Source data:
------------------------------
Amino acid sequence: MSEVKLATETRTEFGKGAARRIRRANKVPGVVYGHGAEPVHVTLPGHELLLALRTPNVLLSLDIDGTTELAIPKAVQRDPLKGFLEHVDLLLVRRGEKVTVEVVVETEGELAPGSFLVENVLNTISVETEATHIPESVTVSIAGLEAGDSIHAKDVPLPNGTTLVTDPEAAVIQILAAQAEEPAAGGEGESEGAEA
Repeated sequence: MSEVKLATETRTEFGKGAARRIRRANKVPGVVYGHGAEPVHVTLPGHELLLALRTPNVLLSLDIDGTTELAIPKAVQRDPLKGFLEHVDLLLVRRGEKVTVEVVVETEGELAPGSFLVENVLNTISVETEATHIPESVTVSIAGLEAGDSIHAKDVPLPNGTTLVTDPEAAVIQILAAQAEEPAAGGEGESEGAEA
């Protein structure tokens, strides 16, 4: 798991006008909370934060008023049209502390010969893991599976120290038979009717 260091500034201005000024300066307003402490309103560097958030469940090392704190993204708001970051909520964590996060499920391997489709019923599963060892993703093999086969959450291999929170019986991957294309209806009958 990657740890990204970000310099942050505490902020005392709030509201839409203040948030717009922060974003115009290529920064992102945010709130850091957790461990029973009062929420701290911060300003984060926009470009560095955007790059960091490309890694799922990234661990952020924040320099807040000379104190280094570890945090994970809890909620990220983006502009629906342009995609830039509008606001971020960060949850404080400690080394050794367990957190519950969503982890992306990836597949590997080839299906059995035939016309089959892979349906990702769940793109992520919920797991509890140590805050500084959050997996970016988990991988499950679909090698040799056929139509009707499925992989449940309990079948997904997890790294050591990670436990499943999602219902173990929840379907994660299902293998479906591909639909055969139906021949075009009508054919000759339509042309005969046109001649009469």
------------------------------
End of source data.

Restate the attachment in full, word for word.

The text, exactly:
Amino acid sequence: MSEVKLATETRTEFGKGAARRIRRANKVPGVVYGHGAEPVHVTLPGHELLLALRTPNVLLSLDIDGTTELAIPKAVQRDPLKGFLEHVDLLLVRRGEKVTVEVVVETEGELAPGSFLVENVLNTISVETEATHIPESVTVSIAGLEAGDSIHAKDVPLPNGTTLVTDPEAAVIQILAAQAEEPAAGGEGESEGAEA
Repeated sequence: MSEVKLATETRTEFGKGAARRIRRANKVPGVVYGHGAEPVHVTLPGHELLLALRTPNVLLSLDIDGTTELAIPKAVQRDPLKGFLEHVDLLLVRRGEKVTVEVVVETEGELAPGSFLVENVLNTISVETEATHIPESVTVSIAGLEAGDSIHAKDVPLPNGTTLVTDPEAAVIQILAAQAEEPAAGGEGESEGAEA
């Protein structure tokens, strides 16, 4: 798991006008909370934060008023049209502390010969893991599976120290038979009717 260091500034201005000024300066307003402490309103560097958030469940090392704190993204708001970051909520964590996060499920391997489709019923599963060892993703093999086969959450291999929170019986991957294309209806009958 990657740890990204970000310099942050505490902020005392709030509201839409203040948030717009922060974003115009290529920064992102945010709130850091957790461990029973009062929420701290911060300003984060926009470009560095955007790059960091490309890694799922990234661990952020924040320099807040000379104190280094570890945090994970809890909620990220983006502009629906342009995609830039509008606001971020960060949850404080400690080394050794367990957190519950969503982890992306990836597949590997080839299906059995035939016309089959892979349906990702769940793109992520919920797991509890140590805050500084959050997996970016988990991988499950679909090698040799056929139509009707499925992989449940309990079948997904997890790294050591990670436990499943999602219902173990929840379907994660299902293998479906591909639909055969139906021949075009009508054919000759339509042309005969046109001649009469």